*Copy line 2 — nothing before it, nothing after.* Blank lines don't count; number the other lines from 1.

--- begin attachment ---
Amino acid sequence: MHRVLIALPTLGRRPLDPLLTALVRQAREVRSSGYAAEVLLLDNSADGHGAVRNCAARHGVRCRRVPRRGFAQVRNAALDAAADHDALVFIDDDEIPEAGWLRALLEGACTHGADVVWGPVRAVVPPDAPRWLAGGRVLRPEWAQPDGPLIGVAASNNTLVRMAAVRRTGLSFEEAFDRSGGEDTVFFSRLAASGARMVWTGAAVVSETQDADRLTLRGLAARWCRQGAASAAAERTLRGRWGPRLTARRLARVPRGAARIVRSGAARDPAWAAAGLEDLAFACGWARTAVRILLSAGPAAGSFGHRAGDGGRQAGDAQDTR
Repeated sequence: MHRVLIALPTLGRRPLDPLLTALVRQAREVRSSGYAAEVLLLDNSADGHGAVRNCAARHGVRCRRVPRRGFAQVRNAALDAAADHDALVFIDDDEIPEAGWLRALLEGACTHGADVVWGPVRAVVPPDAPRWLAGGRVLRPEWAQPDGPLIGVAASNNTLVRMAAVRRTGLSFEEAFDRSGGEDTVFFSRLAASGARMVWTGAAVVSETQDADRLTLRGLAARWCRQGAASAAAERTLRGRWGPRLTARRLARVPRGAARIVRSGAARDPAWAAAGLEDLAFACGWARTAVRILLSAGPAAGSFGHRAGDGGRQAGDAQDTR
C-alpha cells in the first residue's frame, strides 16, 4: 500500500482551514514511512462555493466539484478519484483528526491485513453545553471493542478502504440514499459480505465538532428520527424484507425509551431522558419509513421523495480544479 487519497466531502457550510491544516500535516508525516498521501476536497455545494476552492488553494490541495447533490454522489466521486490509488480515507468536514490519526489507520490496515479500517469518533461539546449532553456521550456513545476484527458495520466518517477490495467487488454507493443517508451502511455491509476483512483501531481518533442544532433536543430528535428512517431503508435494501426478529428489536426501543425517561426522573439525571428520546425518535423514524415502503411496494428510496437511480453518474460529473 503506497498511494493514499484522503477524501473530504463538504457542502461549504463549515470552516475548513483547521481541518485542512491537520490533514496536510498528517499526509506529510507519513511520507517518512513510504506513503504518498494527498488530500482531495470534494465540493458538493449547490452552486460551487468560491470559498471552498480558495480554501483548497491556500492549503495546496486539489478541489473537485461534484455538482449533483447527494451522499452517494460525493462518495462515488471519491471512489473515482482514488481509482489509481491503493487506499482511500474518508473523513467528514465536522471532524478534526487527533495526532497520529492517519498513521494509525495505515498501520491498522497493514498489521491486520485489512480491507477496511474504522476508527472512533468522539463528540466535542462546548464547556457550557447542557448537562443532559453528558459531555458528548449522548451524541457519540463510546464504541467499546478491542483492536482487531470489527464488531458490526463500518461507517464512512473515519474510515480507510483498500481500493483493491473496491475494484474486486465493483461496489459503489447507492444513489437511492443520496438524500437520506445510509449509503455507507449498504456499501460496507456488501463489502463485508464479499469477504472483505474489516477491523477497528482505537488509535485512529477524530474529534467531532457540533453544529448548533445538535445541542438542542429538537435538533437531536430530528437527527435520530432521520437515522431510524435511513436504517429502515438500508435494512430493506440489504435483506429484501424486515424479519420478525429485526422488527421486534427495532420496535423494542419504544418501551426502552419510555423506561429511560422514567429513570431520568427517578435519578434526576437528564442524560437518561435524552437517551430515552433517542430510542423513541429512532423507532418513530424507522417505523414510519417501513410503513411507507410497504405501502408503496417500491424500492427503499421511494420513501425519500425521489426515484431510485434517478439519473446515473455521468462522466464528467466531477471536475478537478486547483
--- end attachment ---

Repeated sequence: MHRVLIALPTLGRRPLDPLLTALVRQAREVRSSGYAAEVLLLDNSADGHGAVRNCAARHGVRCRRVPRRGFAQVRNAALDAAADHDALVFIDDDEIPEAGWLRALLEGACTHGADVVWGPVRAVVPPDAPRWLAGGRVLRPEWAQPDGPLIGVAASNNTLVRMAAVRRTGLSFEEAFDRSGGEDTVFFSRLAASGARMVWTGAAVVSETQDADRLTLRGLAARWCRQGAASAAAERTLRGRWGPRLTARRLARVPRGAARIVRSGAARDPAWAAAGLEDLAFACGWARTAVRILLSAGPAAGSFGHRAGDGGRQAGDAQDTR